Adhesive Capsulitis (Frozen Shoulder)

Hidden Damage

Adhesive capsulitis, commonly known as Frozen Shoulder, is a condition characterized by stiffness and pain in the shoulder joint. The hallmark of this condition is the gradual onset of pain and a progressive limitation of shoulder movement due to the tightening and thickening of the capsule surrounding the shoulder joint, leading to the development of adhesions (scar tissue). Frozen shoulder typically affects individuals between the ages of 40 and 60 and is more prevalent in women and those with certain medical conditions such as diabetes or thyroid disorders.

The development of adhesive capsulitis can be categorized into three stages: the “freezing” stage, where the shoulder becomes increasingly painful and movement starts to become limited; the “frozen” stage, where pain may begin to diminish but the shoulder becomes more stiff and using it becomes more difficult; and the “thawing” stage, where the range of motion begins to improve.

The exact cause of adhesive capsulitis is not fully understood, but it is believed to involve an inflammatory process that may be triggered by prolonged immobilization, systemic conditions, or minor shoulder trauma. The condition is often self-limiting, but the full recovery process can take anywhere from several months to a few years.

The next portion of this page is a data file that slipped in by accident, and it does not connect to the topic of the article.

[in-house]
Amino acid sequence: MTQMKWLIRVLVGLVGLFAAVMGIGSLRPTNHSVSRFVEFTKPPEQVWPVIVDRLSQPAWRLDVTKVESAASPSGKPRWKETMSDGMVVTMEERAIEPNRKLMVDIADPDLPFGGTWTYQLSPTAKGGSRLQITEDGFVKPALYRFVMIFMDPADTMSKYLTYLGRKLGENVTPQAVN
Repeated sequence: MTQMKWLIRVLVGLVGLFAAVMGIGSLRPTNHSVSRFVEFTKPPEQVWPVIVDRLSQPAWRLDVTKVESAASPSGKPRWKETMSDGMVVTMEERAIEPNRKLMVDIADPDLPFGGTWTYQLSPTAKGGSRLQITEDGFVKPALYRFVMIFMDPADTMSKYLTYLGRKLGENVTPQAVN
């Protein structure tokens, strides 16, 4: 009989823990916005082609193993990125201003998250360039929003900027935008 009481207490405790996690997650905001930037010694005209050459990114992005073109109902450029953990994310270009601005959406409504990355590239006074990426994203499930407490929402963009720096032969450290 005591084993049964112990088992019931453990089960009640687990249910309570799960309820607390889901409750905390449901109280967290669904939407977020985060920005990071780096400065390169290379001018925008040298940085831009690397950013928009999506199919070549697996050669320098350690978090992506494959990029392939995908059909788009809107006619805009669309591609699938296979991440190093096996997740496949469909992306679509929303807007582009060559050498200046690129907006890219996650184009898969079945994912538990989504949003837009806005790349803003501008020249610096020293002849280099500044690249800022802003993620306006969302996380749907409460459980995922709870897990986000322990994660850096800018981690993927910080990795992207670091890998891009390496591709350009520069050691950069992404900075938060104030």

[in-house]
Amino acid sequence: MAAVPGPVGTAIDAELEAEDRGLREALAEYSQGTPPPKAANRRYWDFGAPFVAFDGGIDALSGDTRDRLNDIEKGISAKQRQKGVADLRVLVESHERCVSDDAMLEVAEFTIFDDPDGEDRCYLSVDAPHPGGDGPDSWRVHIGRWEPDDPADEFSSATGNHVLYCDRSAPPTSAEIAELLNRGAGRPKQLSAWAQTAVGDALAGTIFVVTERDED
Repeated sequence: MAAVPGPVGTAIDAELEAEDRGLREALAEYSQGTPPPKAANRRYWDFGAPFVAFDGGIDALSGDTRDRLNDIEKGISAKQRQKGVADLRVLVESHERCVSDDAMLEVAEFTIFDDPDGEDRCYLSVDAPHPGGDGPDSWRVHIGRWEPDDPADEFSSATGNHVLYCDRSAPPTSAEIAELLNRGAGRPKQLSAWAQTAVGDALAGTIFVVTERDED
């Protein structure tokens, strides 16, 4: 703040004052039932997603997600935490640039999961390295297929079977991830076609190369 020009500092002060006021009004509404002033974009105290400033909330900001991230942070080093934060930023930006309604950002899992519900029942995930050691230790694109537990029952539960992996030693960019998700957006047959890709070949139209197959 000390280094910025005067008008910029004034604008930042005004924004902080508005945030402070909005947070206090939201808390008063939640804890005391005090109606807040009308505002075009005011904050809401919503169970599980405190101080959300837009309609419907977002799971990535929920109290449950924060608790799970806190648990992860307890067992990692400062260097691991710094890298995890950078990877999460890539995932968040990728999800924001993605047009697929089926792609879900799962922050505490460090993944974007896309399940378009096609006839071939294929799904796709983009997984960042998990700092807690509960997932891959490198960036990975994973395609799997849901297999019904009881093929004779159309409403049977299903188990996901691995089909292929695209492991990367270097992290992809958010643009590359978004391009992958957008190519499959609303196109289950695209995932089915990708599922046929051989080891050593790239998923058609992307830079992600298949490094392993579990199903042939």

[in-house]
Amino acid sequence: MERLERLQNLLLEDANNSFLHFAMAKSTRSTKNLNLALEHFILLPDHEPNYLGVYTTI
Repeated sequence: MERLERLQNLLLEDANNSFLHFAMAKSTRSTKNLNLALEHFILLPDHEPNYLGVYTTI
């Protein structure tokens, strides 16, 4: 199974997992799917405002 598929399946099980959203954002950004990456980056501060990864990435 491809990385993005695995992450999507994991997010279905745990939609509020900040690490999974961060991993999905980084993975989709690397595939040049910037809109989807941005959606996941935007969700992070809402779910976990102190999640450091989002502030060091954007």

We Can Help
Treatment focuses on relieving pain and restoring motion through a combination of physical therapy, medications, and, in some cases, injections to reduce inflammation and pain. Physical therapy plays a crucial role, involving exercises to stretch the joint capsule and improve range of motion. In more severe cases, interventions such as joint distension, manipulation under anesthesia, or arthroscopic surgery to release the joint capsule may be considered.

Patient education is vital, emphasizing the importance of continued shoulder movement within the limits of pain to prevent further stiffening. With appropriate management, most individuals with adhesive capsulitis regain functional range of motion and relief from pain, although patience and persistence with treatment are often necessary due to the condition’s gradual nature.